Deontic Introduction: A Theory of Inference from Is to Ought
Humans have a unique ability to generate novel norms. Faced with the knowledge that there are hungry children in Somalia, we easily and naturally infer that we ought to donate to famine relief charities. Although a contentious and lively issue in metaethics, such inference from ‘is’ to ‘ought’ has not been systematically studied in the psychology of reasoning. We propose that deontic introduction is the result of a rich chain of pragmatic inference, most of it implicit; specifically, when an action is causally linked to a valenced goal, valence transfers to the action and bridges into a deontic conclusion. Participants in five experiments were presented with utility conditionals in which an action results in a benefit, a cost, or neutral outcome (If Lisa buys the booklet, she will pass the exam), and asked to evaluate how strongly deontic conclusions (Lisa should buy the booklet) follow from the premises. Findings show that the direction of the conclusions was determined by outcome valence (Experiment 1a, 1b), whereas their strength was determined by the strength of the causal link between action and outcome (Experiments 1, 2a and 2b). We also found that deontic introduction is defeasible, and can be suppressed by additional premises which interfere with any of the links in the implicit chain of inference (Experiments 2a, 2b and 3). We propose that deontic introduction is a species-specific generative capacity whose function is to regulate future behaviour.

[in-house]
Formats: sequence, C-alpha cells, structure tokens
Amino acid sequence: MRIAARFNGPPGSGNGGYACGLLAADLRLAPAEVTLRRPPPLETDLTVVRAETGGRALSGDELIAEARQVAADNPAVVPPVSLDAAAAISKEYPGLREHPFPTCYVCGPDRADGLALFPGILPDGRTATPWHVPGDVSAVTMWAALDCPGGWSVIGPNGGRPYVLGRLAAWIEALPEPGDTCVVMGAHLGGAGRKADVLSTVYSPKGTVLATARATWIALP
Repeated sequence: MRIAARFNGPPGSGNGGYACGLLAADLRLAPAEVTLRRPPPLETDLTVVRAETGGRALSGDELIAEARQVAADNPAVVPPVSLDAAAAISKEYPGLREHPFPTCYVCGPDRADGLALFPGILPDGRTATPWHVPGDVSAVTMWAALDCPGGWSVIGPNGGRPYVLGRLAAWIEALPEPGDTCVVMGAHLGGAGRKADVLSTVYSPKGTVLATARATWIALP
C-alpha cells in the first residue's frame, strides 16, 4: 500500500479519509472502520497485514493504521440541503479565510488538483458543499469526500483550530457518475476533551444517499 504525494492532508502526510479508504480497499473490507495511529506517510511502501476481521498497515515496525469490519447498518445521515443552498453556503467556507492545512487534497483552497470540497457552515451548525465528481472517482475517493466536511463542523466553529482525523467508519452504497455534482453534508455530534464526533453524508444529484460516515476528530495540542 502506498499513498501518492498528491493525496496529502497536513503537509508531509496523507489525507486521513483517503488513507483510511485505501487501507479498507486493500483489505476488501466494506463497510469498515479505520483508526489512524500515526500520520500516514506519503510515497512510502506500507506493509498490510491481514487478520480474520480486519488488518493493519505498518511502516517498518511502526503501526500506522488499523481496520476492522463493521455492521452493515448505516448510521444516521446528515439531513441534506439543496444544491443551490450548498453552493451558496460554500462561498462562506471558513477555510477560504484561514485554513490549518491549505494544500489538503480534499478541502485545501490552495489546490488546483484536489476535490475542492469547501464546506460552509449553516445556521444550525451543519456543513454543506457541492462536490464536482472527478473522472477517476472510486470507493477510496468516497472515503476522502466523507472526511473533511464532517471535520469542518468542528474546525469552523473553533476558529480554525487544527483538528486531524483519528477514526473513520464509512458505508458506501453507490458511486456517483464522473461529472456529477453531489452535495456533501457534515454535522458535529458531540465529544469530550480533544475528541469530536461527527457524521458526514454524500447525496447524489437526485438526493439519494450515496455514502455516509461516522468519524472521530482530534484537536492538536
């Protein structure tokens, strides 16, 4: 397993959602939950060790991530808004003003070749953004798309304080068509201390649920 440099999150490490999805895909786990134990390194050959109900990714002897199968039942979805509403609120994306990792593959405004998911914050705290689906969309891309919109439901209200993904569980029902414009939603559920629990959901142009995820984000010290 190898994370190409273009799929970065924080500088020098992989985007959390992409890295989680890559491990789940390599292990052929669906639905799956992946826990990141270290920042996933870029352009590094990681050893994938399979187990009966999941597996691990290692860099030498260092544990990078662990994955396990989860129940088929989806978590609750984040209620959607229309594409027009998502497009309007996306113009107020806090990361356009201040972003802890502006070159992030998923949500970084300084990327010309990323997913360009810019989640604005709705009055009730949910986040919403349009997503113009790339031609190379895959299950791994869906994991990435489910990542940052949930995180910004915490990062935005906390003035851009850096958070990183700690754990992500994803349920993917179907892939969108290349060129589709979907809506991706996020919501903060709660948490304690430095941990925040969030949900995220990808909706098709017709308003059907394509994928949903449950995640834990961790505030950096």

Citation : Elqayam, S., Thompson, V.A., Wilkinson, M.R., Evans, J.St.B.T., and Over, D.E. (2015) Deontic Introduction: A Theory of Inference from Is to Ought. Journal of Experimental Psychology: Learning, Memory and Cognition, 41 (5), pp. 1516-1532
Peer Reviewed : Yes